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Published on Apr 10, 2008
Terence McKenna and his idea of extropy is explained through the window of opportunity we can call novelty.
One of Terence McKenna's most widely promulgated ideas is known as Novelty theory. It predicts the ebb and flow of novelty in the universe as an inherent quality of time. McKenna developed the theory in the mid 1970s after his experiences in the Amazon at La Chorrera led him to closely study the King Wen sequence of the I-Ching. Novelty theory involves ontology, extropy, and eschatology.
The theory proposes that the universe is an engine designed for the production and conservation of novelty. Novelty, in this context, can be thought of as newness, or extropy (a term coined by Max More meaning the opposite of entropy). According to McKenna, when novelty is graphed over time, a fractal waveform known as "timewave zero" or simply the "timewave" results. The graph shows at what time periods, but never at what locations, novelty increases or decreases.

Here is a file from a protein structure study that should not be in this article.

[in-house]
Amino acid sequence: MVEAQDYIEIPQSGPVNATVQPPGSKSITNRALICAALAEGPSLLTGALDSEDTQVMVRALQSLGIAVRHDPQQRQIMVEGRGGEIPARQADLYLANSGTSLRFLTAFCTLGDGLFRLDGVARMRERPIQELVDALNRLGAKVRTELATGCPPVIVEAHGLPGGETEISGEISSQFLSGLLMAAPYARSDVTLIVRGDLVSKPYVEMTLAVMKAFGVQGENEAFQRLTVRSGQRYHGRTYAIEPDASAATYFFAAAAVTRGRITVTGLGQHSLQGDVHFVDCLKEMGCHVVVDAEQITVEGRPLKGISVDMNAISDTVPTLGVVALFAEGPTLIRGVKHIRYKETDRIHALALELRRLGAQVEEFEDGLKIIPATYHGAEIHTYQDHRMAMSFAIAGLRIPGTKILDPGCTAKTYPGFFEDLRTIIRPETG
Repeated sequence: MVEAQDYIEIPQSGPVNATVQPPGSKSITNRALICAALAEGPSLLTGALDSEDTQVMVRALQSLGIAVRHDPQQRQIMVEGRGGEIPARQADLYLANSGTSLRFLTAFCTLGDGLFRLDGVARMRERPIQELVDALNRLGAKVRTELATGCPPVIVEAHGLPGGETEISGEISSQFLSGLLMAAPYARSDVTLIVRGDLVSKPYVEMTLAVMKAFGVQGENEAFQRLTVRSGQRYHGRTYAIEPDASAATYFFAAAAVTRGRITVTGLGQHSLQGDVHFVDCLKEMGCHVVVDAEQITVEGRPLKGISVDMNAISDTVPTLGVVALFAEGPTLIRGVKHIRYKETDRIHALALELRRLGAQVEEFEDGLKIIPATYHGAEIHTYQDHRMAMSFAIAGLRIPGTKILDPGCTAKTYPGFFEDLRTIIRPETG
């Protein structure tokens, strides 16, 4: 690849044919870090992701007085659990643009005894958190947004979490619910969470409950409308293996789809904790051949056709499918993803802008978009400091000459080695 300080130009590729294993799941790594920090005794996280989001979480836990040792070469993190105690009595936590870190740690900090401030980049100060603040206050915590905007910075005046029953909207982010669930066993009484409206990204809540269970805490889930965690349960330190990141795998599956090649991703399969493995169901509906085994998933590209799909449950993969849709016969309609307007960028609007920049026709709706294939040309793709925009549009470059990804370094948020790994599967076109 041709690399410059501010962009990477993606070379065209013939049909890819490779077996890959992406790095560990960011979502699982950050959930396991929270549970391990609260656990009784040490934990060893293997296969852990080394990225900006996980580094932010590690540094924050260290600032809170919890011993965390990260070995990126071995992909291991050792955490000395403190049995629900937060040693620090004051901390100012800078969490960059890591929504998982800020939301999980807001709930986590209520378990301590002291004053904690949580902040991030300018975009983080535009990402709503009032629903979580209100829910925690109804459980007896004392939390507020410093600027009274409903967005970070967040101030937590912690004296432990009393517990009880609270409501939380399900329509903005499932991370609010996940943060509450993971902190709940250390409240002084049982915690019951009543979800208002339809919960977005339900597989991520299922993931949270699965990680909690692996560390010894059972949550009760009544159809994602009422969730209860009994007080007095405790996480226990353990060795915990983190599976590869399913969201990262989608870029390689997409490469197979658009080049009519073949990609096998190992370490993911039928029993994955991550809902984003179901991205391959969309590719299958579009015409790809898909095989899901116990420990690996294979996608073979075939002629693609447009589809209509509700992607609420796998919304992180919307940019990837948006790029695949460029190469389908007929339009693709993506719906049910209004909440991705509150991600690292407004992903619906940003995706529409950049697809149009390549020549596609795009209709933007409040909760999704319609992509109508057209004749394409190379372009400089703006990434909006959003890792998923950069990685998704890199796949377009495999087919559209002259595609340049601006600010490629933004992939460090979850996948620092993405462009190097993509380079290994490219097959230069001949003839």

Considered by some to represent a model of history's most important events, the universal algorithm has also been extrapolated to be a model for future events. McKenna admitted to the expectation of a "singularity of novelty", and that he and his colleagues projected many hundreds of years into the future to find when this singularity (runaway "newness" or extropy) could occur. The graph of extropy had many enormous fluctuations over the last 25,000 years, but amazingly, it hit an asymptote at exactly December 22, 2012. In other words, entropy (or habituation) no longer exists after that date. It is impossible to define that state. The technological singularity concept parallels this, only at a date roughly three decades later. According to leading expert Ray Kurzweil), another concept called cultural singularity (essentially cultural dissolution, or language dissolution), parallels this as well. Terence claimed to have no knowledge of the Mayan calendar, which ends one day before the Timewave graph does: December 21, 2012, this is likely to be true as Mckennas timewave theory, also known as "Time Wave Zero", was published in The Invisible Landscape 12 years before the book which brought the Mayan calendar into public consciousness; José Argüelles's The Mayan Factor.